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  • 03 of 05

    Getting Ready to Assemble

    Before starting assembly of the aquarium you need to first get items ready for use and learn about the following important points of construction.

    Prepare the Cut Glass Panes

    • Once the pieces of glass are cut, using the emery cloth or silicon carbide sandpaper, buff all the raw edges of the glass just enough to take off the sharpness.​
    • Clean all the glass pane joint areas and edges about 1/2 inch inward (any place where silicone will be applied) with acetone on a paper towel.

    Prepare the Duct Tape

    Cut 16 strips of duct tape, about 5 inches long, and stick them to anything close by within easy reach that has a clean surface to it, and that the tape won't stick too much to, with at least half of the tape hanging down freely. If during assembly you run out of pieces of tape, before installing another panel, cut some more pieces.

    Tip: If at any time during construction you have trouble with the tape not sticking to the glass, just clean the area with some acetone on a paper towel and try again.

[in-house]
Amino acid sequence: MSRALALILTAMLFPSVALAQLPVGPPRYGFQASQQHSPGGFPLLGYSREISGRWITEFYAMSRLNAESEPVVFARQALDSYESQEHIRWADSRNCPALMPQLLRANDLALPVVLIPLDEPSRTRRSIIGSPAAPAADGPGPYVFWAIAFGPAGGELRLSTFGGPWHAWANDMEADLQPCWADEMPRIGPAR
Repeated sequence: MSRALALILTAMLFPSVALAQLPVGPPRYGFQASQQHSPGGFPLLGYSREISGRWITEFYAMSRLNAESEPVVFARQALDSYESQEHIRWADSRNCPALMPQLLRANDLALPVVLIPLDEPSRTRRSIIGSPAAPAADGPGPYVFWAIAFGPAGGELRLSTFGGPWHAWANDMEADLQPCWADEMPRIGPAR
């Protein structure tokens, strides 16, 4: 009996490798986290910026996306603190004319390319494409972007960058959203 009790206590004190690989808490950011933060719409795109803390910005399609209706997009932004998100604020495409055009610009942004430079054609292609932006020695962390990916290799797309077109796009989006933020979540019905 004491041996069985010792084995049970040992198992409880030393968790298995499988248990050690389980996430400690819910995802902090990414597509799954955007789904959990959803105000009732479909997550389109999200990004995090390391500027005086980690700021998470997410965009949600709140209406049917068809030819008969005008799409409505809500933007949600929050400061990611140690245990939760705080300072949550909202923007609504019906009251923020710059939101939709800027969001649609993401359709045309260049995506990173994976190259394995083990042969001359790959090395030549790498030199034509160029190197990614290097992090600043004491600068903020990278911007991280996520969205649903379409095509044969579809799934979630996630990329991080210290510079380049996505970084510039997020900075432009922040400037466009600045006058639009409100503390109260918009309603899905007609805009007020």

How to Properly Install the Glass Panes

    As each pane is installed, as you go along you will be applying a thin but adequate solid line of silicone to each inside edge of all areas to be joined, then, at a slight forward angle, align and insert the piece of glass onto the bottom glass pane, and slowly tilting it upright, press it lightly, but firmly down into the silicone, fitting it solidly into position. Do not wipe off any excess silicone that might squeeze to the outside edges of the glass. This can be cleaned up or trimmed later on, once the silicone has fully cured.

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  • 04 of 05

    Installing Glass Panels

    DIY Glass Aquarium Assembly Diagrams
    Graphic diagrams by Stan and Debbie Hauter
    1. After all your glass pieces are cut and prepared, lay or arrange the pieces out so you know which piece is going where. Once placement of the panes has been determined, to help keep track of where each piece goes (which edge or side of the glass pane is going to go up or down, inside or outside, etc.), mark them with words or directional arrows using a washable felt tip marker.